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Stress and Foreseeability of the Damage Done

We at SCE have always received a large amount of queries relating to work related stress claims from employees that believe the events leading to their Employment Tribunal claim have inflicted psychiatric injury upon them. While we are not personal injury lawyers and so do not act in such matters, plainly there is a very clear overlap between the two areas of the law.

The threshold for proving such claims however is extremely high, being centred in the main around the concept of foreseeability on the part of an employer. While many employees then may feel that they have been put to undue stress at work, turning such an accusation into a viable case against an employer is difficult to do.

This point was recently re-emphasised in the High Court case of Easton v B&Q plc. Here the Claimant Mr Easton was a successful Store Manager, though became unwell from the occupational stress of his role, subsequently bringing a claim for breach of statutory duty and/or negligence against his employer. A core factor was a failure to carry out sufficient risk assessment.

Mr Easton had needed to take around five months off owing to his condition, being in receipt of therapy and medication while he convalesced. He eventually returned on a phased basis at a store that was less busy and closer to his home address, though his malady surfaced once again and he was signed off as unfit for work, bringing his claim against B&Q thereafter.

The core question in Mr Easton’s case, as it is in many such cases, was whether the injuries he had sustained were foreseeable on the part of B&Q.

The trial Judge found that an employee who returns to work after a bout of illness and absent condition of return is usually implying that he is now fit to undertake his role as normal. It follows that the chances of an employer being able to foresee a work related stress injury to such a person are remote, again supporting the established position that the threshold in cases of this nature is a high one.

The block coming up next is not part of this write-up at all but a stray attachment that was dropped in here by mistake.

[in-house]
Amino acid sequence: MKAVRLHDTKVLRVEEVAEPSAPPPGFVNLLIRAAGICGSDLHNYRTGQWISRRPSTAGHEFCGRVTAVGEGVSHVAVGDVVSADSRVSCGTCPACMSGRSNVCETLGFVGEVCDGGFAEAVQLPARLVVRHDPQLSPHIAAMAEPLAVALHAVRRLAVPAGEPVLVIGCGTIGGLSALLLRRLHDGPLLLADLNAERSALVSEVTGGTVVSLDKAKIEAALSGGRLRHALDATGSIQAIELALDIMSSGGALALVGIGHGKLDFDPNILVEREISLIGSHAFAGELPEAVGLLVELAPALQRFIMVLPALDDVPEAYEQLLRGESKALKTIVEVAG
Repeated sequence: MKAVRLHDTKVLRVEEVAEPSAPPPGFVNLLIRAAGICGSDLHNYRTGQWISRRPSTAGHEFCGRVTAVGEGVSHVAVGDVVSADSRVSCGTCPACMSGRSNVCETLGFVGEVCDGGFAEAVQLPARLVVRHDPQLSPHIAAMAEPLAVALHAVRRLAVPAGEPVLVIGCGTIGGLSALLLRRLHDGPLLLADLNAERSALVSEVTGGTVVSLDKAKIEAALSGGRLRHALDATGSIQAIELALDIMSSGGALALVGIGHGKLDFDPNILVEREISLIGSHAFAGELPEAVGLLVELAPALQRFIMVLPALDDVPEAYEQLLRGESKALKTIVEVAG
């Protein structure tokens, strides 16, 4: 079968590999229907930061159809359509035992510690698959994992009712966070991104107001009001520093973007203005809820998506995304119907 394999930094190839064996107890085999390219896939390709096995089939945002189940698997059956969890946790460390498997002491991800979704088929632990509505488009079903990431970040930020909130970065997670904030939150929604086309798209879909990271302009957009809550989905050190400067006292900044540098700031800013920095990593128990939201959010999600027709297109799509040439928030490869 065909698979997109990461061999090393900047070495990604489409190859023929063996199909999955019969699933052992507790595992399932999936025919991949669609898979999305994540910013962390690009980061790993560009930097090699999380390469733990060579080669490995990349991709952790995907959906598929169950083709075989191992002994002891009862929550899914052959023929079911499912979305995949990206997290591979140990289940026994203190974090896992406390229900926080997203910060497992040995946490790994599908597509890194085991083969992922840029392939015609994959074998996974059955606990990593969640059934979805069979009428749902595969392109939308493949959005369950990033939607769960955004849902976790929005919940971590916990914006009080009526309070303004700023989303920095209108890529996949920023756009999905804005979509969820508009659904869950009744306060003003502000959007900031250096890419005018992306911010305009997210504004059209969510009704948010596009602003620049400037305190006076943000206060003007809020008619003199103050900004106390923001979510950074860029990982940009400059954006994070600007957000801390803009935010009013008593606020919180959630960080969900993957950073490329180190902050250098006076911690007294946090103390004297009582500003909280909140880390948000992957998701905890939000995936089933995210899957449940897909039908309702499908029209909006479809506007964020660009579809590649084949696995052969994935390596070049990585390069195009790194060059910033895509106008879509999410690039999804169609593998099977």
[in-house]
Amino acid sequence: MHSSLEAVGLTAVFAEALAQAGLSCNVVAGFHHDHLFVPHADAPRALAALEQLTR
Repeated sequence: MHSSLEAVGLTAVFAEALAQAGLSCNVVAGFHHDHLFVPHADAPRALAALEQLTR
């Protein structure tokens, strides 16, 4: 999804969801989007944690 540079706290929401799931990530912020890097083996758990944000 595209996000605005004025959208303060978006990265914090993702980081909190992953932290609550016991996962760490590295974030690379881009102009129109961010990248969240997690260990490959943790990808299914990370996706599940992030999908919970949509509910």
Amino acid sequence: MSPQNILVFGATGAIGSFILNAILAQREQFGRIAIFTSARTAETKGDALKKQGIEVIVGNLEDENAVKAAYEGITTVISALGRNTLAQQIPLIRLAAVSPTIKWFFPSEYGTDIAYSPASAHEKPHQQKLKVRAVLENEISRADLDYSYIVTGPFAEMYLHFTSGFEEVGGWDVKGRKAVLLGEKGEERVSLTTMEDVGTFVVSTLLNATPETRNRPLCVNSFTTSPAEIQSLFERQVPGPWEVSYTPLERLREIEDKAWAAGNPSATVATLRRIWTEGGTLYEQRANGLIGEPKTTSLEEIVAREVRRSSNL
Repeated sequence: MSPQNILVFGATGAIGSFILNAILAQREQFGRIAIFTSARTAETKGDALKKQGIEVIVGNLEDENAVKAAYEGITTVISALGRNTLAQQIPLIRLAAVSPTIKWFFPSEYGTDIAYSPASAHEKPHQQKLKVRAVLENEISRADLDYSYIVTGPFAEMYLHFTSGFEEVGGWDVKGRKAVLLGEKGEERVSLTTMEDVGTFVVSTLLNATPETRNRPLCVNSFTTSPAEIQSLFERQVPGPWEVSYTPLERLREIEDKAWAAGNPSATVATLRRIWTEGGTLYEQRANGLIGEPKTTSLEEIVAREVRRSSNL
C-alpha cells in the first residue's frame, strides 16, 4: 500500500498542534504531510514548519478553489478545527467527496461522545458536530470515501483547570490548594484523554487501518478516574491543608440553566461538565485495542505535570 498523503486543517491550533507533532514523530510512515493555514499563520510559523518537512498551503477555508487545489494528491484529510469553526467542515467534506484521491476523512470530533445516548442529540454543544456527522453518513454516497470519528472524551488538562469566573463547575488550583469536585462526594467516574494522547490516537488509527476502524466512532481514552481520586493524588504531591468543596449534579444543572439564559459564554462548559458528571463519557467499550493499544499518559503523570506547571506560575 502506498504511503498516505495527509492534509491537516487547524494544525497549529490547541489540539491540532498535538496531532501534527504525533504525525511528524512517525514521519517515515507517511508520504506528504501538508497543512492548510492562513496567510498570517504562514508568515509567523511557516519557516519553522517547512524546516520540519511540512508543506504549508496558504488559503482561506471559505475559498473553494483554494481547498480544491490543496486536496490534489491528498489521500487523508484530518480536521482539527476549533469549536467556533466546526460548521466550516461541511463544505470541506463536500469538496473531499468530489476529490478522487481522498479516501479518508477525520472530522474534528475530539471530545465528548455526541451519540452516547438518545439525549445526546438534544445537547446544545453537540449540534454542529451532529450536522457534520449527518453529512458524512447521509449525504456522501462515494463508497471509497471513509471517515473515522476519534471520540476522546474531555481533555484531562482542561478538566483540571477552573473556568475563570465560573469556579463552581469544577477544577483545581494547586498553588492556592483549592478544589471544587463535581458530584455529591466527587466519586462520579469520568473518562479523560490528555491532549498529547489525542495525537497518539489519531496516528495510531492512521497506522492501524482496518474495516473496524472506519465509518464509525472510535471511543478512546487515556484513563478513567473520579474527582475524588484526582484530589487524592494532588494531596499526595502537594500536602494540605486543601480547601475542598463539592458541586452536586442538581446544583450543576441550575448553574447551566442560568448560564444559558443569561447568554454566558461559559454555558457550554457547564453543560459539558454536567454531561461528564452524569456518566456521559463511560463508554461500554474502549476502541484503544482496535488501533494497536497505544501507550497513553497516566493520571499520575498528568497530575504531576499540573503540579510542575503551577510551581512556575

Mr Easton’s case failed in respect of this foreseeability requirement for his first episode. As to his relapse, while B&Q were now aware he suffered from the ailment, the fact that Mr Easton took medication on his return was not an indicator of how his continued employment should have been managed. The rationale for this being that there are a great many individuals undertaking difficult and demanding roles while medicated. On the facts available then, Mr Easton’s relapse was also found to be unforeseeable on the part of his employer.

As to the issue of insufficient risk assessment by B&Q, the company had a codified process for managing stress related issues in employees, though this required the employee to report the problem. The Court ultimately found that Mr Easton had made inadequate efforts to engage via that process and that in any event a wider risk assessment would not have altered the run of play.


Per the above, enquiries in relation to such cases are common, though cases that meet the required threshold are extremely rare in practice, though employees with concerns should always make these known to their employer as soon as possible via the appropriate channels.

For employers, the ideal position is to have some form of codified stress management and risk assessment policy in place to ensure that any such issues can be addressed early on, which could stop any stress related problems in the workforce from going too far.

If you need advice in relation to any of the issues raised in this article please do not hesitate to contact me for a free 30 minute initial consultation on 0113 350 4030 or at samira.cakail@scesolicitors.co.uk

Please note that the information in this blog is to provide information of general interest in a summary manner and should not be construed as individual legal advice. Readers should consult with SCE Solicitors or other professional counsel before acting on the information contained here

Samira Cakali

Samira Cakali is a pragmatic and approachable solicitor advocate with extensive contentious and non-contentious experience in the fields of employment law as well as civil litigation, within a range of commercial businesses from SME’s to multinationals as well as senior executives.

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